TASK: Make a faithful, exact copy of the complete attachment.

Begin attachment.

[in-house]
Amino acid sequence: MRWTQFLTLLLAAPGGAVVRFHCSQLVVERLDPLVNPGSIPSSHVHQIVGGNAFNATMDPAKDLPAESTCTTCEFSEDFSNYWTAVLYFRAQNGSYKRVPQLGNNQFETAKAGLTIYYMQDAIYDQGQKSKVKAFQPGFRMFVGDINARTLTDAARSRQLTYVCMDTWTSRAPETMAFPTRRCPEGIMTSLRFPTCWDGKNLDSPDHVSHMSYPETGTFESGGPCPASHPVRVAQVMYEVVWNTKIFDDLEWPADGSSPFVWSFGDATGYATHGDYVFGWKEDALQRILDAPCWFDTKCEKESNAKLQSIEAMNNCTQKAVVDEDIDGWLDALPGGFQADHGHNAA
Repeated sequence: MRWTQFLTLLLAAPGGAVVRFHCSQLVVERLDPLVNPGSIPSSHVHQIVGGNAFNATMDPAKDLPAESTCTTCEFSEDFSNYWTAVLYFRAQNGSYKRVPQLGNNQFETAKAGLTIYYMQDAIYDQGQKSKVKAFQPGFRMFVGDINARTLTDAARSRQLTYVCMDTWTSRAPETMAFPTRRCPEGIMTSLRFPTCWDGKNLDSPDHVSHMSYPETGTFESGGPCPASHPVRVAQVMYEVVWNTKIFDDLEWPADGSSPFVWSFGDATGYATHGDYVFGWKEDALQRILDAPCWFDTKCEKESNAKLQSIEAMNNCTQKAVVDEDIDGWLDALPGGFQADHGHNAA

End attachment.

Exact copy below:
[in-house]
Amino acid sequence: MRWTQFLTLLLAAPGGAVVRFHCSQLVVERLDPLVNPGSIPSSHVHQIVGGNAFNATMDPAKDLPAESTCTTCEFSEDFSNYWTAVLYFRAQNGSYKRVPQLGNNQFETAKAGLTIYYMQDAIYDQGQKSKVKAFQPGFRMFVGDINARTLTDAARSRQLTYVCMDTWTSRAPETMAFPTRRCPEGIMTSLRFPTCWDGKNLDSPDHVSHMSYPETGTFESGGPCPASHPVRVAQVMYEVVWNTKIFDDLEWPADGSSPFVWSFGDATGYATHGDYVFGWKEDALQRILDAPCWFDTKCEKESNAKLQSIEAMNNCTQKAVVDEDIDGWLDALPGGFQADHGHNAA
Repeated sequence: MRWTQFLTLLLAAPGGAVVRFHCSQLVVERLDPLVNPGSIPSSHVHQIVGGNAFNATMDPAKDLPAESTCTTCEFSEDFSNYWTAVLYFRAQNGSYKRVPQLGNNQFETAKAGLTIYYMQDAIYDQGQKSKVKAFQPGFRMFVGDINARTLTDAARSRQLTYVCMDTWTSRAPETMAFPTRRCPEGIMTSLRFPTCWDGKNLDSPDHVSHMSYPETGTFESGGPCPASHPVRVAQVMYEVVWNTKIFDDLEWPADGSSPFVWSFGDATGYATHGDYVFGWKEDALQRILDAPCWFDTKCEKESNAKLQSIEAMNNCTQKAVVDEDIDGWLDALPGGFQADHGHNAA